Criminal justice reform in recent years has been intense but disappointing. The proposals for a ‘rehabilitation revolution’ in England and Wales that were made by the coalition government when it came into power in 2010, momentarily, gave a glimmer of hope for cross-party agreement, but the deep divisions about appropriate responses to crime have continued in politics and in public opinion.
People feel passionately about criminal justice, draw on a particular logic of morality, and can become over-righteous, turning their backs on others. Conflicting views on appropriate responses to offending are often linked to different perspectives on what ‘justice’ is, and on human nature and individual capacity for change.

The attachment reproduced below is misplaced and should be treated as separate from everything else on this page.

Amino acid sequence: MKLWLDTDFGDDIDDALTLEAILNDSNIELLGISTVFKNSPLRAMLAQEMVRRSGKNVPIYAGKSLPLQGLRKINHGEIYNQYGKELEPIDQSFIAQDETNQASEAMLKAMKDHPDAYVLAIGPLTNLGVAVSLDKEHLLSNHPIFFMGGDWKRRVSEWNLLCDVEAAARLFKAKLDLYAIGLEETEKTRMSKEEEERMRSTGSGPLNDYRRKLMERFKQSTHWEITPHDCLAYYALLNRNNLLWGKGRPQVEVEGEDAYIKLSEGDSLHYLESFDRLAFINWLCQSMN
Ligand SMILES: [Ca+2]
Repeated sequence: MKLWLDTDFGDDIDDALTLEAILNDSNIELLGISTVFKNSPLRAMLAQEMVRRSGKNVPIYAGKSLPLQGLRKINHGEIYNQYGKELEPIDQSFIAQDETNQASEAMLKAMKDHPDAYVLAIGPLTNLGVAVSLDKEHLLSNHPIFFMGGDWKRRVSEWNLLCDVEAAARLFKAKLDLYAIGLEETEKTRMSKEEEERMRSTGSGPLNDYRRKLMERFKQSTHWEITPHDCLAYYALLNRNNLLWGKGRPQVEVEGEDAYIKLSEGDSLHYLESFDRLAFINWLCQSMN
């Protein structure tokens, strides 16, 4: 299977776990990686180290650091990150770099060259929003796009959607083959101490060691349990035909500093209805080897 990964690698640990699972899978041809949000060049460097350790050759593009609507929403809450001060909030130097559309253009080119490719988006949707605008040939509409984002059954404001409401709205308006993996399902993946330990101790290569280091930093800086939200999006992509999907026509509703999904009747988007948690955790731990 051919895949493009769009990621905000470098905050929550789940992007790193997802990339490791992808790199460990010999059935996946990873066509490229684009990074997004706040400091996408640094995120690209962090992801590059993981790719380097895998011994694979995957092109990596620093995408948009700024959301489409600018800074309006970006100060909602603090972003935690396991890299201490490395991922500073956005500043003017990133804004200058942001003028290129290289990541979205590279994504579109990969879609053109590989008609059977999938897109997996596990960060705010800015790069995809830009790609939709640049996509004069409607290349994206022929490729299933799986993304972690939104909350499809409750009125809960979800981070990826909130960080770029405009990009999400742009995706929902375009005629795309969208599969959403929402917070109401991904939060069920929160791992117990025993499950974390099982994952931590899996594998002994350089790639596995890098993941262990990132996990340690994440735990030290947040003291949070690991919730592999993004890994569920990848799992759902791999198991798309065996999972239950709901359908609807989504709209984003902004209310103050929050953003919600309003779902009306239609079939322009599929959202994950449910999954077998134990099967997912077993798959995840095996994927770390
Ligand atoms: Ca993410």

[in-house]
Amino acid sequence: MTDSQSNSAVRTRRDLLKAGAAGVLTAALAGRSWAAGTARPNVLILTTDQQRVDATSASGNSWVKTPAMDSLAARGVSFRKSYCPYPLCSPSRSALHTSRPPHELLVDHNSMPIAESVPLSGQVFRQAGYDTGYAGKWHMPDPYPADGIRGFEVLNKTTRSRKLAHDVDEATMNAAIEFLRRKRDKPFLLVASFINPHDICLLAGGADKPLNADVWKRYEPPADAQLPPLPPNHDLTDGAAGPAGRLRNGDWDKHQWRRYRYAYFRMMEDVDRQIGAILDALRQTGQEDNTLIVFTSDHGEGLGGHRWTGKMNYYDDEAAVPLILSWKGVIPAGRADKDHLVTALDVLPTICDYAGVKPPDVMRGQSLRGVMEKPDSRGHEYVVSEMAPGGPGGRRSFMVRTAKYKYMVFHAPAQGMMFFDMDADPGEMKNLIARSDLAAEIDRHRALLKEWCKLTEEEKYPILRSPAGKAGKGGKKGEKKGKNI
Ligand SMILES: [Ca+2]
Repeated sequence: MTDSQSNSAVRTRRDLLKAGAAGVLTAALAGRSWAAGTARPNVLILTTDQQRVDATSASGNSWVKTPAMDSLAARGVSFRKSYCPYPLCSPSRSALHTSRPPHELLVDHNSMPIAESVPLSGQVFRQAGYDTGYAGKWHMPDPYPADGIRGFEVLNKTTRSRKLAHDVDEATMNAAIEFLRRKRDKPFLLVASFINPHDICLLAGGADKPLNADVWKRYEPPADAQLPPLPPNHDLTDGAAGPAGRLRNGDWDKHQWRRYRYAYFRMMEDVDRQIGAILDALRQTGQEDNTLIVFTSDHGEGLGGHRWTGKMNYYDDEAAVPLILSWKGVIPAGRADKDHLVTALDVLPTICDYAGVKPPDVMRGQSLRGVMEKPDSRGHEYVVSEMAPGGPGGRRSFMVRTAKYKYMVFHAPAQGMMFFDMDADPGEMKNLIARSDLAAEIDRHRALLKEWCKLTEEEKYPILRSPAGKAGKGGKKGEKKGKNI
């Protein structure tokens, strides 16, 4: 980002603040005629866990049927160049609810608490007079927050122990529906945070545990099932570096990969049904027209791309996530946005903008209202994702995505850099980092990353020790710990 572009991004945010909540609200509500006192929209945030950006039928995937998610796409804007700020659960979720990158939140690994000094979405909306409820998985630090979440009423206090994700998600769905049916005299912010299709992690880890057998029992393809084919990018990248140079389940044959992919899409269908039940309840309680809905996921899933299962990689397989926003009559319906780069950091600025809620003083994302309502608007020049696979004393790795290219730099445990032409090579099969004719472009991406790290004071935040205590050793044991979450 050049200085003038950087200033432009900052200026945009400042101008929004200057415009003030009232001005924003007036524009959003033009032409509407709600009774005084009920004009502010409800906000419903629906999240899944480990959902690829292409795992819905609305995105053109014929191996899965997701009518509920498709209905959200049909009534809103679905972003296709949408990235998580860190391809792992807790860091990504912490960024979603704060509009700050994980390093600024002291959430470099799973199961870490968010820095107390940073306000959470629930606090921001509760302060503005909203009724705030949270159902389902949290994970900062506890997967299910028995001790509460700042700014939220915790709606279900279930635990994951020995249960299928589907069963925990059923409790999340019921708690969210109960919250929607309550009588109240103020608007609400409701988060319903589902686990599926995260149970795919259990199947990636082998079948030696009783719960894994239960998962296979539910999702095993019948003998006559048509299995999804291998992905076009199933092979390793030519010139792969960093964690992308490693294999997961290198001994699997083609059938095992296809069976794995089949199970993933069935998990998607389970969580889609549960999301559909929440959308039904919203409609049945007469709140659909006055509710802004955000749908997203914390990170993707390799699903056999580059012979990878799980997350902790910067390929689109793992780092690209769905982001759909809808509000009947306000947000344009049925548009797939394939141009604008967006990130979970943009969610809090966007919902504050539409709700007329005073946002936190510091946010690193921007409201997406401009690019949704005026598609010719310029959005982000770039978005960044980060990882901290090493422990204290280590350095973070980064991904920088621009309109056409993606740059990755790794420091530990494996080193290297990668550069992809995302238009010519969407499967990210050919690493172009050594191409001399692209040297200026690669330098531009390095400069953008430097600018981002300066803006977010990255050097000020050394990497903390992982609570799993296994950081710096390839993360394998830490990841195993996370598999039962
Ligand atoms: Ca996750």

‘Where Next for Criminal Justice? by David Faulkner and Ros Burnett (The Policy Press, November 2011) reflects on these different perspectives, reviews the policies and the governance of criminal justice over the last thirty years as well as the latest developments and research evidence, and argues for a fundamental reassessment of what criminal justice is for and what it is realistically able to achieve.
The authors propose that opposing views might be bridged by focusing on things we can generally agree on: procedural justice and institutional legitimacy; human decency and civility; and the desirability of crime reduction. Towards this, they argue for presumption in favour of prevention, restoration and desistance from crime rather than punishment as revenge.
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